Millwall captain Danny Shittu has revealed he spoke to Leeds forward El Hadji-Diouf straight after the match between the two sides in November and that the Senegalese did not mention any racist abuse to him.
TV footage shown by Sky Sports News as part of an investigation into racism in the game showed Diouf seemingly being abused by Lions supporters.
The film also appeared to show the player alerting the referee, Mark Halsey, and making stewards aware of his allegations - although Millwall insisted no complaint of racist abuse was made by the player at the time.
Shittu said he spoke to Diouf and even gave him a lift home after the match and the former Liverpool player did not suggest to his opponent that he had been abused during the game.
The Millwall captain said: "I asked him because there was word flying around that it could have happened. I spoke to him and he said there wasn't really anything that happened.
"I spoke to him after the game and I haven't spoken to him since, I will be talking to him over the next couple of days. He was fine when I spoke to him after the game, I actually gave him a lift home in my car. I think that is the character that Diouf is, he tries to not let stuff like that bother him."
Nigeria international Shittu issued a statement via the club's website earlier in the week saying he was 'deeply saddened' by the footage but he is fully in support of the work Millwall are doing to stamp out the issues.
"There were a lot of things on the TV that were happening on the pitch that I didn't see happening during the game. It was something that was unfortunate to see and I know the club is working hard to stop it happening. I watched it like everyone else, obviously anybody would be disappointed by what was shown.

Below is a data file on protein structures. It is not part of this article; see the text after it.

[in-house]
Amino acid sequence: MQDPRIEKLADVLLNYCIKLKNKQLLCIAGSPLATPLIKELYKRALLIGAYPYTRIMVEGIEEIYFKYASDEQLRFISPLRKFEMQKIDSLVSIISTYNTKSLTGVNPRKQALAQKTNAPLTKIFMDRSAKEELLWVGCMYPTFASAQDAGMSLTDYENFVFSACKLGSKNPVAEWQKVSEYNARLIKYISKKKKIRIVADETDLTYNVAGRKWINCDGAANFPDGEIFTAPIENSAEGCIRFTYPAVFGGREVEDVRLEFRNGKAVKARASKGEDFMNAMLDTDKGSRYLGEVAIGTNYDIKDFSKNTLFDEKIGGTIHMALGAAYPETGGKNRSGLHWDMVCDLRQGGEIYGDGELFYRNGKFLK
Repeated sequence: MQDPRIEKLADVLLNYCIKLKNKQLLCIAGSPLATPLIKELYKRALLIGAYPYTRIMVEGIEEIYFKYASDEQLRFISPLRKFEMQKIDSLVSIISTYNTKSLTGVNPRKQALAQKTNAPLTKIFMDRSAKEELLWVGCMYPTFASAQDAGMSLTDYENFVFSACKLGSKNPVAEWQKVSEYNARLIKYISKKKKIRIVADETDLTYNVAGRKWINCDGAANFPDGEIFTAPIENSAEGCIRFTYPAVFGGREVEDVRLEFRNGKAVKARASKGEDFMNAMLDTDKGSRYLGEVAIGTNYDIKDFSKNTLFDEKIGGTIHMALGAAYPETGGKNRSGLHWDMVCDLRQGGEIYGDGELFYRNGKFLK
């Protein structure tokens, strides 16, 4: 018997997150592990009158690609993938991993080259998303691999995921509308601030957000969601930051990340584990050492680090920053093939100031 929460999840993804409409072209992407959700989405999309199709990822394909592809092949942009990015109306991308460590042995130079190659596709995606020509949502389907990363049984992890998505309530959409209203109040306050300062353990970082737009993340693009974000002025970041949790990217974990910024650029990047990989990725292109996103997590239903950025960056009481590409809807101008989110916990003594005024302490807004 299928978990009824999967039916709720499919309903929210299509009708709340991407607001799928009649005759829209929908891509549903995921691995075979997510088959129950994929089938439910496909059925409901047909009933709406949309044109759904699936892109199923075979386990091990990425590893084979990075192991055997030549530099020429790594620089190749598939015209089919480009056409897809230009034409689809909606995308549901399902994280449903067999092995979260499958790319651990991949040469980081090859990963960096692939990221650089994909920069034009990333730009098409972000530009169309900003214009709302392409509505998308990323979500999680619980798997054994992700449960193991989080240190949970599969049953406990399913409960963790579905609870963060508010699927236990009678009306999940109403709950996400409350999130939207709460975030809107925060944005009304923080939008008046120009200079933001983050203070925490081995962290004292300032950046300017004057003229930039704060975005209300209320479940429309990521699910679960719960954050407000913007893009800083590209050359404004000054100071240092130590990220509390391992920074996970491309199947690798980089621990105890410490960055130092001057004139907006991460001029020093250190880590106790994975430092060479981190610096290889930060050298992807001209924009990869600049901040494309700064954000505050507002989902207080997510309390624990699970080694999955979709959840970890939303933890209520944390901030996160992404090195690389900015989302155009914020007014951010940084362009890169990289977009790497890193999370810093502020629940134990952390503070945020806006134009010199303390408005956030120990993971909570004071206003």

"As captain of this club it was disappointing, I have been here a while now and I've seen the hard work everyone does to eradicate it in football and at this club as well. It is just the minority that is doing these things, it is something that happens everywhere, I'm sure it happens at other clubs and it happens outside of football as well. It is about trying to get it stopped completely."
AC Milan midfielder Kevin-Prince Boateng walked off after being racially abused during a friendly match last month and, although Shittu admits he would not know how to react to such abuse, he praised the stance taken by the Ghana international.
He said: "When you're out on the pitch there are a lot of things you have got to deal with. It doesn't make me feel vulnerable but it just makes you more aware of what is going on and there is no place for this in football.
"Maybe I wouldn't say the word 'fortunate' but it is something I haven't had to deal with myself in my career and to be fair I don't know how I would react to it if I was playing in a game and something like that was going on.
"For him to have done that - I give him a lot of respect because I know people who would have reacted in a worse way. To just walk off the pitch when something is hard to take, then all respect for that."